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August 1, 2014IM -
At the June International Federation of Musicians (FIM) executive committee meetings, a central topic for discussion was streaming and the possibilities of properly monetizing this delivery system for musicians’ benefit. As the major labels and independents make deals with providers for access to their catalogues, compensation to the artist is all over the map in terms of the per-stream share, and up until now, extremely low. While this involves negotiations with the labels to determine the royalty artist’s share, there will be statutory payment because of new tariffs coming online in Canada, as a result of changes to the Copyright Act.
In 2012, Canada enacted the “making available right” for performers. Canada’s Copyright Act provides that the performer’s copyright in the performer’s performance consists of the right “to make a sound recording of it available to the public by telecommunication in a way that allows a member of the public to have access to the sound recording from a place and at a time individually chosen by that member of the public and to communicate the sound recording to the public by telecommunication in that way …” and to authorize the foregoing acts. [Canadian Copyright Act (CCA), para. 15(1.1)(d)]
“Telecommunication” under the Canadian Copyright Act is defined broadly to mean “any transmission of signs, signals, writing, images or sounds, or intelligence of any nature by wire, radio, visual, optical, or other electromagnetic system.” [CCA, s. 2]
Canada affords national treatment of the “making available right” to all countries that are party to the WIPO Performances and Phonograms Treaty (WPPT). Specifically, the “making available right” is extended to foreign performers in any of the following events:
(1) where the performer’s performance takes place in a WPPT country;
(2) where the performer’s performance is fixed in a sound recording whose maker, at the time of its first fixation, was a citizen or permanent resident of a WPPT country, in the case of a natural person, or has its headquarters in a WPPT country, in the case of a corporation;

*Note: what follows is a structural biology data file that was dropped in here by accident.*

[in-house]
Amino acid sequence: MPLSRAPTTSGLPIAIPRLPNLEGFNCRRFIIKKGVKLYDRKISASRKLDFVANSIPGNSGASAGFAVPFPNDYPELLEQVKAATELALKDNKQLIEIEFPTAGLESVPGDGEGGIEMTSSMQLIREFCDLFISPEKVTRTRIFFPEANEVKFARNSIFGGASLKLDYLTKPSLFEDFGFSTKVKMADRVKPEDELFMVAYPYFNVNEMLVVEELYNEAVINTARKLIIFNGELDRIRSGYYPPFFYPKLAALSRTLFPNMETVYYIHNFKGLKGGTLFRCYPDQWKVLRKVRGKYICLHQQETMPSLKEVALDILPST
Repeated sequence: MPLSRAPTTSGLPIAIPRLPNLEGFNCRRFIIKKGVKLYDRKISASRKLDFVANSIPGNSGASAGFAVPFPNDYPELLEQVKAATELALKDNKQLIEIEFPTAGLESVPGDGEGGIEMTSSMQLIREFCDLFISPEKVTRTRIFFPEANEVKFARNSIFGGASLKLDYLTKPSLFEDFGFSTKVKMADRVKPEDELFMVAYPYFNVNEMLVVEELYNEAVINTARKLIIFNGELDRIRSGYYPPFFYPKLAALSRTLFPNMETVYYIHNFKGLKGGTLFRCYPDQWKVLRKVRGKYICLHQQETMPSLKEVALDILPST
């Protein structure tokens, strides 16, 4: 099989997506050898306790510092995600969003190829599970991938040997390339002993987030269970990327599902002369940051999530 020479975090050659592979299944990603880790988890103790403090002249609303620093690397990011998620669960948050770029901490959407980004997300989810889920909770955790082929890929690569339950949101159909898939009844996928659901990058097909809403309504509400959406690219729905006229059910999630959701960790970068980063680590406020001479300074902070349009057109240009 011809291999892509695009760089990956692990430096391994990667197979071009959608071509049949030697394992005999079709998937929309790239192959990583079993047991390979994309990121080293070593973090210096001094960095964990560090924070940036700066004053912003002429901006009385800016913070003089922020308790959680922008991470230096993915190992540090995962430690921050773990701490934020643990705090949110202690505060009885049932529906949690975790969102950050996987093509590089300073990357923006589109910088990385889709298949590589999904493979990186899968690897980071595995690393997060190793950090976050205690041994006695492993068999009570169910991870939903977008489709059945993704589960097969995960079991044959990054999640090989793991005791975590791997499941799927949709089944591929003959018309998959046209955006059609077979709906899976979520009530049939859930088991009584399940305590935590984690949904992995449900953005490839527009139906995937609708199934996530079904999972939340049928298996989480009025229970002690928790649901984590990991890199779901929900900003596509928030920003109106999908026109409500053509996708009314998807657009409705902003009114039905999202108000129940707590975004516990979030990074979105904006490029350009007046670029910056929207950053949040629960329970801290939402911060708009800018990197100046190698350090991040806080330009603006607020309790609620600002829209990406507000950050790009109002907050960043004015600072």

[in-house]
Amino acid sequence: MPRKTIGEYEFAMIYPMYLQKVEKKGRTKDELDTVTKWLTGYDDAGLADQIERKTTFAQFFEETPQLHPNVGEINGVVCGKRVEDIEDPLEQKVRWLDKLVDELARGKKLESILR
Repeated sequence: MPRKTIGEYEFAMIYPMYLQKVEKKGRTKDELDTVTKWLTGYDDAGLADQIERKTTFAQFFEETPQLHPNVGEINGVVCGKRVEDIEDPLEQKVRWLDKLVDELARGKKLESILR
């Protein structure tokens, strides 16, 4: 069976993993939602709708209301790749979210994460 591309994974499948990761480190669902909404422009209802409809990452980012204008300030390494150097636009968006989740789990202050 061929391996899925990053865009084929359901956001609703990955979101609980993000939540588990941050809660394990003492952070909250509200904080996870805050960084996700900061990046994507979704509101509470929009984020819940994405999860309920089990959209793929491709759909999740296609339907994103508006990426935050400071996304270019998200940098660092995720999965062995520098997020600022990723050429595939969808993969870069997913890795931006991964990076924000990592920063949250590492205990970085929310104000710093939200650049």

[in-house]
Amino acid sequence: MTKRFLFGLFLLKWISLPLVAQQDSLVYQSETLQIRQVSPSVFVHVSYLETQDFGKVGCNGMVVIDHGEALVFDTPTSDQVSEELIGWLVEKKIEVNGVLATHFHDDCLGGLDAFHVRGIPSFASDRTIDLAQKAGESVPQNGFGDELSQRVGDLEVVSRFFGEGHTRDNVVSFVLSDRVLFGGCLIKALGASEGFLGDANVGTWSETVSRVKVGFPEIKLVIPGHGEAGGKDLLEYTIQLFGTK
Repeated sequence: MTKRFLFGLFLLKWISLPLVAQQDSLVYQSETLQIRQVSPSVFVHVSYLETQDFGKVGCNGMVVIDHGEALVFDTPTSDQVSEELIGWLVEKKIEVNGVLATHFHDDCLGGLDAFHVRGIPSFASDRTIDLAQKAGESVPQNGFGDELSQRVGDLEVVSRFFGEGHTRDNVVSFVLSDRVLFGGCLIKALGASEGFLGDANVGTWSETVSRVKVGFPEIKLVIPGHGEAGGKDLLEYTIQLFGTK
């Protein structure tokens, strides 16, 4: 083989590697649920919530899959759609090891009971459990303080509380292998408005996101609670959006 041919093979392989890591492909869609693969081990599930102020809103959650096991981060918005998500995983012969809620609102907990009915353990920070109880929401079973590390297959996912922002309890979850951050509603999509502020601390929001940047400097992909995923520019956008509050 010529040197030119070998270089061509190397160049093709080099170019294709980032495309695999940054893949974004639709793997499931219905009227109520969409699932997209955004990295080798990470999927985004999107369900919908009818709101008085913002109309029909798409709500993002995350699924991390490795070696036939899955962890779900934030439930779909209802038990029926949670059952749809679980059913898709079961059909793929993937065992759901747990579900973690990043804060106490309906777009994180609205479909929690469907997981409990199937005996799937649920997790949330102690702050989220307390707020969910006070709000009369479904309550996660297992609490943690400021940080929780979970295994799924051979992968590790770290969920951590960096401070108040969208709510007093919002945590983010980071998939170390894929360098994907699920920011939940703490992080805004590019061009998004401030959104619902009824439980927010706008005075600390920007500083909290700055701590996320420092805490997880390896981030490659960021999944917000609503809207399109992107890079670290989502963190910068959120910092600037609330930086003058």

(3) where a sound recording whose first publication in a quantity sufficient to satisfy the reasonable demands of the public occurred in a WPPT country; or
(4) where the performer’s performance is transmitted at the time of its performance by a communication signal broadcast from a WPPT country, by a broadcaster that has its headquarters in that country. [CCA, s. 15 (2.2)].
Similarly, where a Canadian artist’s recordings are streamed in other WPPT countries, payments are generated as per the national treatment and compliance to the treaty in those jurisdictions.
One of the issues that promises to be front and centre, is that record labels are likely to argue that they have always had the right to make available, and that it’s included in the bundle of rights they acquire through the royalty artist agreement—when an artist/band signs with a label. If proven correct, they would be able to “make available” their back catalogues without further consultation or negotiation with the artist/band.
However, it is important to note that the “making available right” was introduced into Canadian law as a specific new right. Accordingly, Canadian producers would likely not be able to argue effectively that any provision of their recording contracts, predating Canada’s recognition of the “making available right,” can effectively transfer such right from performer to producer.
With the foregoing said, there is no provision in the Canadian Copyright Act that would prevent the routine contractual assignment by the performer of his or her “making available right” to a producer. Should industry practise prove this fact problematic for CFM members, CFM may lobby the Canadian Government to amend the Copyright Act with a view to having the “making available right” unassignable and inalienable under Canadian law. The next meaningful comprehensive opportunity for copyright reform in Canada will be in 2017, when the Canadian Government is statutorily committed to review the provisions of the Copyright Act as part of what is colloquially called a “Section 92 Review.”
As of yet, neither the scope nor the application of the “making available right” for performers has been judicially considered by either of the Copyright Board of Canada or a Canadian Court. It should also be noted that the right is not only applicable to streaming, but also downloads and interactive programming, as well as future uses as technology advances.
As streaming has become the preferred method of music delivery for the majority of users worldwide, understandably there is much interest in the application of the WPPT in various countries. To this end, sponsored by the musicians’ union in Hungary, there will be an international conference on streaming in Budapest. To date, the musicians’ unions in both Finland and Sweden have litigations underway involving streaming, contending that the labels’ interpretation that the old contract language includes the transfer of new rights is invalid.
In Canada, this new right has the potential of generating a vast amount of royalties for musicians. In fact, revenues from one provider alone (Rogers), would exceed $12 million per year, according to an industry insider. Both the CFM and the Collective Management Organizations involved have a huge interest in ensuring that the tariffs are appropriate. There is more to come on this issue in the near future.